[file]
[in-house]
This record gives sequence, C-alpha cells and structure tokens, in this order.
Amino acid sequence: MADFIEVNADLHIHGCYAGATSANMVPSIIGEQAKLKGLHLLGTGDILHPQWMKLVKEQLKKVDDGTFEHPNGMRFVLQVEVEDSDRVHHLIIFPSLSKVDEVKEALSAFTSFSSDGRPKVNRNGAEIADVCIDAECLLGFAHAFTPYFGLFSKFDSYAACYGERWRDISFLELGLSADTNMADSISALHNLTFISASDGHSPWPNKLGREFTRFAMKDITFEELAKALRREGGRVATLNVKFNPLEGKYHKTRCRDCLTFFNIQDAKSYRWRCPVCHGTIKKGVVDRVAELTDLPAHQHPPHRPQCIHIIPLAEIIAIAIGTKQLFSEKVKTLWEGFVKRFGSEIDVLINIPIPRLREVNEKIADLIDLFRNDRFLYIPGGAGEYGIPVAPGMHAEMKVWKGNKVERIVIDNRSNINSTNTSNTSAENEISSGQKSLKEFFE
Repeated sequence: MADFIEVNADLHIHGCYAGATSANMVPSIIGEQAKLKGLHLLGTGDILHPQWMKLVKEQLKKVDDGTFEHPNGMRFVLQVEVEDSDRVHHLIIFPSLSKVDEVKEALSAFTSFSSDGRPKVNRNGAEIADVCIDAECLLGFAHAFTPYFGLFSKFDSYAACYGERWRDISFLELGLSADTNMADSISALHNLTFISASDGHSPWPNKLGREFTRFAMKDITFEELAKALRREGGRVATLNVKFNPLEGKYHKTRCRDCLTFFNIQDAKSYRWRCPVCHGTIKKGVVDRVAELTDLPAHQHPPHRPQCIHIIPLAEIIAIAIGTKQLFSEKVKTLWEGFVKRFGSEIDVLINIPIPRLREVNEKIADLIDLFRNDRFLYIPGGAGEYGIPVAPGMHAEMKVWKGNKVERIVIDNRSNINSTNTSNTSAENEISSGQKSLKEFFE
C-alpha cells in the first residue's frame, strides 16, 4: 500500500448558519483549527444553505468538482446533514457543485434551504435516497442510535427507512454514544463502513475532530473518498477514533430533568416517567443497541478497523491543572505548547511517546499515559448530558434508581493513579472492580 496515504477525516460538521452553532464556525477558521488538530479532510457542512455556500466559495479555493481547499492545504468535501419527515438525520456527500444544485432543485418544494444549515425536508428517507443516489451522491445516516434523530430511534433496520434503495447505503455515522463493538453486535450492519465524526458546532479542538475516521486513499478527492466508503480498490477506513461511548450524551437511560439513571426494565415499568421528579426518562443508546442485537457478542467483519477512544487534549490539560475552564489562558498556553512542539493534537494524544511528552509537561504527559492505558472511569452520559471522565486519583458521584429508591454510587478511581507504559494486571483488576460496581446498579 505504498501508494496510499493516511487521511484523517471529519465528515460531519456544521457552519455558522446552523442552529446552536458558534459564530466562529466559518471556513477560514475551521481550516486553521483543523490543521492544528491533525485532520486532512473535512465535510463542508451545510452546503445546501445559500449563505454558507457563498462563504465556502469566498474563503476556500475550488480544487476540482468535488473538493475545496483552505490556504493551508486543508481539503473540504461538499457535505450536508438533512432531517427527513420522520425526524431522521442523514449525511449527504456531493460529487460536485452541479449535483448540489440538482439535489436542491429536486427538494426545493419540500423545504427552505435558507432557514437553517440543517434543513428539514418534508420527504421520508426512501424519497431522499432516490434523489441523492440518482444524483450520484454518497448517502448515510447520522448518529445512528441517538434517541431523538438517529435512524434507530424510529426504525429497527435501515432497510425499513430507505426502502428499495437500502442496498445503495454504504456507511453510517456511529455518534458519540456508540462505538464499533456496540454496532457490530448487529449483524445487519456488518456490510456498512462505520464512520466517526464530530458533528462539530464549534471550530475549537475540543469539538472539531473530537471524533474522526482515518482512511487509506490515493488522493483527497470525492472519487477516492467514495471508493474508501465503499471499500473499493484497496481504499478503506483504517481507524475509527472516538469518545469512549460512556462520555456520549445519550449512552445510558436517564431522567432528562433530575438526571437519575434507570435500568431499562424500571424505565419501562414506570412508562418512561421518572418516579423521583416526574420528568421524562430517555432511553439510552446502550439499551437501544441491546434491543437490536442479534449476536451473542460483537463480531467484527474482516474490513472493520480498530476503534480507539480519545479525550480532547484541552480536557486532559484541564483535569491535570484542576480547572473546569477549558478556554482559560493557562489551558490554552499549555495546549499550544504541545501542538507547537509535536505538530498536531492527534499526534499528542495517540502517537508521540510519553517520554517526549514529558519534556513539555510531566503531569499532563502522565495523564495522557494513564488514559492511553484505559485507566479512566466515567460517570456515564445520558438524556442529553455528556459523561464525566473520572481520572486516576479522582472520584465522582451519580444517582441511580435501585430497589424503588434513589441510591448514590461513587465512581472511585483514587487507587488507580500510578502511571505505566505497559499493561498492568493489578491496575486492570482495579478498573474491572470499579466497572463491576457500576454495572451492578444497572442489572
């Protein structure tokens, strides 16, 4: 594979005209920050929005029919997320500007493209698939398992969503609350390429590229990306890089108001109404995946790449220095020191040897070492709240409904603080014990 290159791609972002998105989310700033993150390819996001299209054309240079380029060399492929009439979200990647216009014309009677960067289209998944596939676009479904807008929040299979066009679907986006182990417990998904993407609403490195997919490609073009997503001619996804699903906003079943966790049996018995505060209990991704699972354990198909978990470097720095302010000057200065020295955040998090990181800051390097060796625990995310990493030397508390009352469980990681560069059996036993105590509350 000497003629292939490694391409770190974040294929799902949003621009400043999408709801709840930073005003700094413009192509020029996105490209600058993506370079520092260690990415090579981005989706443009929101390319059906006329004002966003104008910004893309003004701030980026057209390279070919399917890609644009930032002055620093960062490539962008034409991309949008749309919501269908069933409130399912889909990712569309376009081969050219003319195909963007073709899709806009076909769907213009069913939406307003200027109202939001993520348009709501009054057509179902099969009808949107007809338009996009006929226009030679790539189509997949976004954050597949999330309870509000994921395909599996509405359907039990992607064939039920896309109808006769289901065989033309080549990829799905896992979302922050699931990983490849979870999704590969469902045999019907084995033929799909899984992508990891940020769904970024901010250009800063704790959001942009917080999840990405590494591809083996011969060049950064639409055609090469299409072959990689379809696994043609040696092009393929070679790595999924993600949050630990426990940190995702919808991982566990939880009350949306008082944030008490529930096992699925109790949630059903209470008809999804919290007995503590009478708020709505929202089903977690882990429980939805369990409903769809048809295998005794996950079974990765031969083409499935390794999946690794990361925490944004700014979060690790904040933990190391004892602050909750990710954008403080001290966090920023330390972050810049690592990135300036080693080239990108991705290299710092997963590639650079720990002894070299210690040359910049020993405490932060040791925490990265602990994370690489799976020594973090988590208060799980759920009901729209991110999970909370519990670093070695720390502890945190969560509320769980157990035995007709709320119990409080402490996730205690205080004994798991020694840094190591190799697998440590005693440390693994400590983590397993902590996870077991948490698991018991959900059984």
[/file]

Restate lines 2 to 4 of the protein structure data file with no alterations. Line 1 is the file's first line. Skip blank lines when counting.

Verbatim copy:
This record gives sequence, C-alpha cells and structure tokens, in this order.
Amino acid sequence: MADFIEVNADLHIHGCYAGATSANMVPSIIGEQAKLKGLHLLGTGDILHPQWMKLVKEQLKKVDDGTFEHPNGMRFVLQVEVEDSDRVHHLIIFPSLSKVDEVKEALSAFTSFSSDGRPKVNRNGAEIADVCIDAECLLGFAHAFTPYFGLFSKFDSYAACYGERWRDISFLELGLSADTNMADSISALHNLTFISASDGHSPWPNKLGREFTRFAMKDITFEELAKALRREGGRVATLNVKFNPLEGKYHKTRCRDCLTFFNIQDAKSYRWRCPVCHGTIKKGVVDRVAELTDLPAHQHPPHRPQCIHIIPLAEIIAIAIGTKQLFSEKVKTLWEGFVKRFGSEIDVLINIPIPRLREVNEKIADLIDLFRNDRFLYIPGGAGEYGIPVAPGMHAEMKVWKGNKVERIVIDNRSNINSTNTSNTSAENEISSGQKSLKEFFE
Repeated sequence: MADFIEVNADLHIHGCYAGATSANMVPSIIGEQAKLKGLHLLGTGDILHPQWMKLVKEQLKKVDDGTFEHPNGMRFVLQVEVEDSDRVHHLIIFPSLSKVDEVKEALSAFTSFSSDGRPKVNRNGAEIADVCIDAECLLGFAHAFTPYFGLFSKFDSYAACYGERWRDISFLELGLSADTNMADSISALHNLTFISASDGHSPWPNKLGREFTRFAMKDITFEELAKALRREGGRVATLNVKFNPLEGKYHKTRCRDCLTFFNIQDAKSYRWRCPVCHGTIKKGVVDRVAELTDLPAHQHPPHRPQCIHIIPLAEIIAIAIGTKQLFSEKVKTLWEGFVKRFGSEIDVLINIPIPRLREVNEKIADLIDLFRNDRFLYIPGGAGEYGIPVAPGMHAEMKVWKGNKVERIVIDNRSNINSTNTSNTSAENEISSGQKSLKEFFE